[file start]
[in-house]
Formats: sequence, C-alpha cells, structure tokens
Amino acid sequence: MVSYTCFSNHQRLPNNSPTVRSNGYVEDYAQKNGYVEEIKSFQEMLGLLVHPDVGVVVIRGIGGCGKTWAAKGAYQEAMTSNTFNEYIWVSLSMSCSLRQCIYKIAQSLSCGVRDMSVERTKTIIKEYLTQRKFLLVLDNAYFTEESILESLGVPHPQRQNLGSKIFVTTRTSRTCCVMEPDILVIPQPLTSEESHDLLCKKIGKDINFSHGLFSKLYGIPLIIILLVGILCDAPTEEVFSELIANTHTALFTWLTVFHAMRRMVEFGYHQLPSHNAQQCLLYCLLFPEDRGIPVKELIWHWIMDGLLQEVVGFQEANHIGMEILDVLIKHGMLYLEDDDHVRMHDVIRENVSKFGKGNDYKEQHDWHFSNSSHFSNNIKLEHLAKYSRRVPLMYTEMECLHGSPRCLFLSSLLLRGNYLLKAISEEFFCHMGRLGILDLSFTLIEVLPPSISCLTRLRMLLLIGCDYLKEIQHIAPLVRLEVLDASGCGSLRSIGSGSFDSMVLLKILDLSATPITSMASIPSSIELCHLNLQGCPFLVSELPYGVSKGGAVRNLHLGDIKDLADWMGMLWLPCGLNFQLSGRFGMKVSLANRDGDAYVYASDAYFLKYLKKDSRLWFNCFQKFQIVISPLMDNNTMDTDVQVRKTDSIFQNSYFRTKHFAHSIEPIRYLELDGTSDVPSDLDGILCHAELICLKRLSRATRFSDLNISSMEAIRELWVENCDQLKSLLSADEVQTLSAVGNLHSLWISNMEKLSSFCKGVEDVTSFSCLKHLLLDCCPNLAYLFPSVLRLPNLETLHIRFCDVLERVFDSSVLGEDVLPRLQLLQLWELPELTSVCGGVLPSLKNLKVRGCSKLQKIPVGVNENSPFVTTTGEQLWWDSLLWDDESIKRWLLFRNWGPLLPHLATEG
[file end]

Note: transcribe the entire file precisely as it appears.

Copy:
[in-house]
Formats: sequence, C-alpha cells, structure tokens
Amino acid sequence: MVSYTCFSNHQRLPNNSPTVRSNGYVEDYAQKNGYVEEIKSFQEMLGLLVHPDVGVVVIRGIGGCGKTWAAKGAYQEAMTSNTFNEYIWVSLSMSCSLRQCIYKIAQSLSCGVRDMSVERTKTIIKEYLTQRKFLLVLDNAYFTEESILESLGVPHPQRQNLGSKIFVTTRTSRTCCVMEPDILVIPQPLTSEESHDLLCKKIGKDINFSHGLFSKLYGIPLIIILLVGILCDAPTEEVFSELIANTHTALFTWLTVFHAMRRMVEFGYHQLPSHNAQQCLLYCLLFPEDRGIPVKELIWHWIMDGLLQEVVGFQEANHIGMEILDVLIKHGMLYLEDDDHVRMHDVIRENVSKFGKGNDYKEQHDWHFSNSSHFSNNIKLEHLAKYSRRVPLMYTEMECLHGSPRCLFLSSLLLRGNYLLKAISEEFFCHMGRLGILDLSFTLIEVLPPSISCLTRLRMLLLIGCDYLKEIQHIAPLVRLEVLDASGCGSLRSIGSGSFDSMVLLKILDLSATPITSMASIPSSIELCHLNLQGCPFLVSELPYGVSKGGAVRNLHLGDIKDLADWMGMLWLPCGLNFQLSGRFGMKVSLANRDGDAYVYASDAYFLKYLKKDSRLWFNCFQKFQIVISPLMDNNTMDTDVQVRKTDSIFQNSYFRTKHFAHSIEPIRYLELDGTSDVPSDLDGILCHAELICLKRLSRATRFSDLNISSMEAIRELWVENCDQLKSLLSADEVQTLSAVGNLHSLWISNMEKLSSFCKGVEDVTSFSCLKHLLLDCCPNLAYLFPSVLRLPNLETLHIRFCDVLERVFDSSVLGEDVLPRLQLLQLWELPELTSVCGGVLPSLKNLKVRGCSKLQKIPVGVNENSPFVTTTGEQLWWDSLLWDDESIKRWLLFRNWGPLLPHLATEG